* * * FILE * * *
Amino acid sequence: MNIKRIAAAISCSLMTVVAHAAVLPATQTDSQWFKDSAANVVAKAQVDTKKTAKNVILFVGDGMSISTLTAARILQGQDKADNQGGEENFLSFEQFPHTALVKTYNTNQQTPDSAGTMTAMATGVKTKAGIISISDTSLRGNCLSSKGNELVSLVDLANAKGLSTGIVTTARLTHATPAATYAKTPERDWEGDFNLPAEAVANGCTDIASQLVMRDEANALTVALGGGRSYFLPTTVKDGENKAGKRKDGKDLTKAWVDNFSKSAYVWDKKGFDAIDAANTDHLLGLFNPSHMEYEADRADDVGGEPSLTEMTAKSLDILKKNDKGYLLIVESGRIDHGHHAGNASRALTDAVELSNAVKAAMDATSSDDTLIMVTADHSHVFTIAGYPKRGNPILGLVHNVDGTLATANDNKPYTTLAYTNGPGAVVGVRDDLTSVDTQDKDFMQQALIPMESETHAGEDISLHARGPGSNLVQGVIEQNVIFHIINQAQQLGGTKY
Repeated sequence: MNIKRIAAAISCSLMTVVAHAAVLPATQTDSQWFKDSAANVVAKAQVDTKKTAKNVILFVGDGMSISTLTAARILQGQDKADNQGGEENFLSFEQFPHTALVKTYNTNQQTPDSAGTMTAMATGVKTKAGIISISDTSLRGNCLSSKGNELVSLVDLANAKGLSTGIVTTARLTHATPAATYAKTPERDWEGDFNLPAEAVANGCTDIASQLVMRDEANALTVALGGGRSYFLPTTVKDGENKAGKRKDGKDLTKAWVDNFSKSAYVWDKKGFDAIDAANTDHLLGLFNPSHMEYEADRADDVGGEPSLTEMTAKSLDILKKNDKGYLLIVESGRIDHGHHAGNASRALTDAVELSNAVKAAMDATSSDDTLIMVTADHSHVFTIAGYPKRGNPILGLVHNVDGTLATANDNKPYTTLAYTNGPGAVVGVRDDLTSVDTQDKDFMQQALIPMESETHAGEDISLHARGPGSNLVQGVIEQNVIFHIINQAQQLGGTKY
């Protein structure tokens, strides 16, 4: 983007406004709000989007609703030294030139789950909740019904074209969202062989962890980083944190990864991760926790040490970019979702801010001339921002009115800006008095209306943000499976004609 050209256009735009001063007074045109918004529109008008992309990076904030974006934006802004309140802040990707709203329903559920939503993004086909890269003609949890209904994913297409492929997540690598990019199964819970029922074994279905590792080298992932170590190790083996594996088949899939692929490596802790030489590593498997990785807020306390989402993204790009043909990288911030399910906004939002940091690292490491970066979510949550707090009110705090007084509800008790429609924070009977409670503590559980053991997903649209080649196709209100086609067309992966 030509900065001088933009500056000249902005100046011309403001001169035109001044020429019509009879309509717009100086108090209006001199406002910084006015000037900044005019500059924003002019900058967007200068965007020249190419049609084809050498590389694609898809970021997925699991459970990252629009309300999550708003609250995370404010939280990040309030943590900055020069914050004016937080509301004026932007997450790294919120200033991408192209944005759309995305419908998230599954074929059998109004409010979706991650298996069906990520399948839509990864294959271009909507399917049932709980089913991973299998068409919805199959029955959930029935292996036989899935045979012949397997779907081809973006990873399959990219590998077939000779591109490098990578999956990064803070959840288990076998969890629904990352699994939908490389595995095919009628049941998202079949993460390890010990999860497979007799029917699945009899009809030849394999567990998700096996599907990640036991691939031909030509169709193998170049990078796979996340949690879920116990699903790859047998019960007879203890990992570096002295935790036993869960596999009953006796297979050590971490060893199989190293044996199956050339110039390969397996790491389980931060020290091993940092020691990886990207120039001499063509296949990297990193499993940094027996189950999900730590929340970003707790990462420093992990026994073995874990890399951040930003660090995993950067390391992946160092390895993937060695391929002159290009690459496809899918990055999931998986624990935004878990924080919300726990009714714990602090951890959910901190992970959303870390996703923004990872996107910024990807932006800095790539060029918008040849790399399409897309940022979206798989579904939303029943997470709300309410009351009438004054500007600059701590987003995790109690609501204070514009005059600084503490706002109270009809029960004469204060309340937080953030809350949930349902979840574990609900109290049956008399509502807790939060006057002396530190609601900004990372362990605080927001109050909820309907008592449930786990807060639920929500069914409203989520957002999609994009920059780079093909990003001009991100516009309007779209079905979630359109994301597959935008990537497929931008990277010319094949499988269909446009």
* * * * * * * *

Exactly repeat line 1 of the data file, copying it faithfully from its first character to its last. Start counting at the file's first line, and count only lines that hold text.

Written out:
Amino acid sequence: MNIKRIAAAISCSLMTVVAHAAVLPATQTDSQWFKDSAANVVAKAQVDTKKTAKNVILFVGDGMSISTLTAARILQGQDKADNQGGEENFLSFEQFPHTALVKTYNTNQQTPDSAGTMTAMATGVKTKAGIISISDTSLRGNCLSSKGNELVSLVDLANAKGLSTGIVTTARLTHATPAATYAKTPERDWEGDFNLPAEAVANGCTDIASQLVMRDEANALTVALGGGRSYFLPTTVKDGENKAGKRKDGKDLTKAWVDNFSKSAYVWDKKGFDAIDAANTDHLLGLFNPSHMEYEADRADDVGGEPSLTEMTAKSLDILKKNDKGYLLIVESGRIDHGHHAGNASRALTDAVELSNAVKAAMDATSSDDTLIMVTADHSHVFTIAGYPKRGNPILGLVHNVDGTLATANDNKPYTTLAYTNGPGAVVGVRDDLTSVDTQDKDFMQQALIPMESETHAGEDISLHARGPGSNLVQGVIEQNVIFHIINQAQQLGGTKY